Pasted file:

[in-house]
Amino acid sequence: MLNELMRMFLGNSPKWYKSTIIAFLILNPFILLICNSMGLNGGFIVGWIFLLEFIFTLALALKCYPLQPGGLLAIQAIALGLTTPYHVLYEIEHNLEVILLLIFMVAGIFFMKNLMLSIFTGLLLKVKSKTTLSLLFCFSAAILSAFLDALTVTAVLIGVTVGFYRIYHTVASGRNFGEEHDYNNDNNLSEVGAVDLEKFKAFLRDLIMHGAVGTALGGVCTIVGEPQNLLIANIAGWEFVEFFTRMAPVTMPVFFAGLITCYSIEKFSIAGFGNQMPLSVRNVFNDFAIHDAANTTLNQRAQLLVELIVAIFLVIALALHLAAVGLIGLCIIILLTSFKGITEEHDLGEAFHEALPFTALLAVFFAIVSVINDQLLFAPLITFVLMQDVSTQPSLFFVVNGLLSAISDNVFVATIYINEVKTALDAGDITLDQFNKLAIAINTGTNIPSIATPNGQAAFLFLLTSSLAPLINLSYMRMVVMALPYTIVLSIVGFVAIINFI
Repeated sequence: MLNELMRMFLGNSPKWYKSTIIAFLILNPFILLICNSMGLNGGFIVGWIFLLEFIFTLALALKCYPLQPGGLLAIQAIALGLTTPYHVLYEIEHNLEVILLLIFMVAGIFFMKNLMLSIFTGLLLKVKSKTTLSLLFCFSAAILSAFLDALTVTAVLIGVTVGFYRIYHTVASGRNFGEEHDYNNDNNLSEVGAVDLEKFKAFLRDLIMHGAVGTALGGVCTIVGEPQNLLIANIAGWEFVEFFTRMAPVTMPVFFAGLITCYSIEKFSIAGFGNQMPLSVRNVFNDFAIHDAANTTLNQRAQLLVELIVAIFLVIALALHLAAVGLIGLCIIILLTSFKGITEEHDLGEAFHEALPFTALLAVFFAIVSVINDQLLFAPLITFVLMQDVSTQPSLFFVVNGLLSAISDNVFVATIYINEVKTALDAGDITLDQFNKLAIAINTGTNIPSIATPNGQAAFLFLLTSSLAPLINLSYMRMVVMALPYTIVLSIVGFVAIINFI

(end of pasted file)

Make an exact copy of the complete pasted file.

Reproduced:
[in-house]
Amino acid sequence: MLNELMRMFLGNSPKWYKSTIIAFLILNPFILLICNSMGLNGGFIVGWIFLLEFIFTLALALKCYPLQPGGLLAIQAIALGLTTPYHVLYEIEHNLEVILLLIFMVAGIFFMKNLMLSIFTGLLLKVKSKTTLSLLFCFSAAILSAFLDALTVTAVLIGVTVGFYRIYHTVASGRNFGEEHDYNNDNNLSEVGAVDLEKFKAFLRDLIMHGAVGTALGGVCTIVGEPQNLLIANIAGWEFVEFFTRMAPVTMPVFFAGLITCYSIEKFSIAGFGNQMPLSVRNVFNDFAIHDAANTTLNQRAQLLVELIVAIFLVIALALHLAAVGLIGLCIIILLTSFKGITEEHDLGEAFHEALPFTALLAVFFAIVSVINDQLLFAPLITFVLMQDVSTQPSLFFVVNGLLSAISDNVFVATIYINEVKTALDAGDITLDQFNKLAIAINTGTNIPSIATPNGQAAFLFLLTSSLAPLINLSYMRMVVMALPYTIVLSIVGFVAIINFI
Repeated sequence: MLNELMRMFLGNSPKWYKSTIIAFLILNPFILLICNSMGLNGGFIVGWIFLLEFIFTLALALKCYPLQPGGLLAIQAIALGLTTPYHVLYEIEHNLEVILLLIFMVAGIFFMKNLMLSIFTGLLLKVKSKTTLSLLFCFSAAILSAFLDALTVTAVLIGVTVGFYRIYHTVASGRNFGEEHDYNNDNNLSEVGAVDLEKFKAFLRDLIMHGAVGTALGGVCTIVGEPQNLLIANIAGWEFVEFFTRMAPVTMPVFFAGLITCYSIEKFSIAGFGNQMPLSVRNVFNDFAIHDAANTTLNQRAQLLVELIVAIFLVIALALHLAAVGLIGLCIIILLTSFKGITEEHDLGEAFHEALPFTALLAVFFAIVSVINDQLLFAPLITFVLMQDVSTQPSLFFVVNGLLSAISDNVFVATIYINEVKTALDAGDITLDQFNKLAIAINTGTNIPSIATPNGQAAFLFLLTSSLAPLINLSYMRMVVMALPYTIVLSIVGFVAIINFI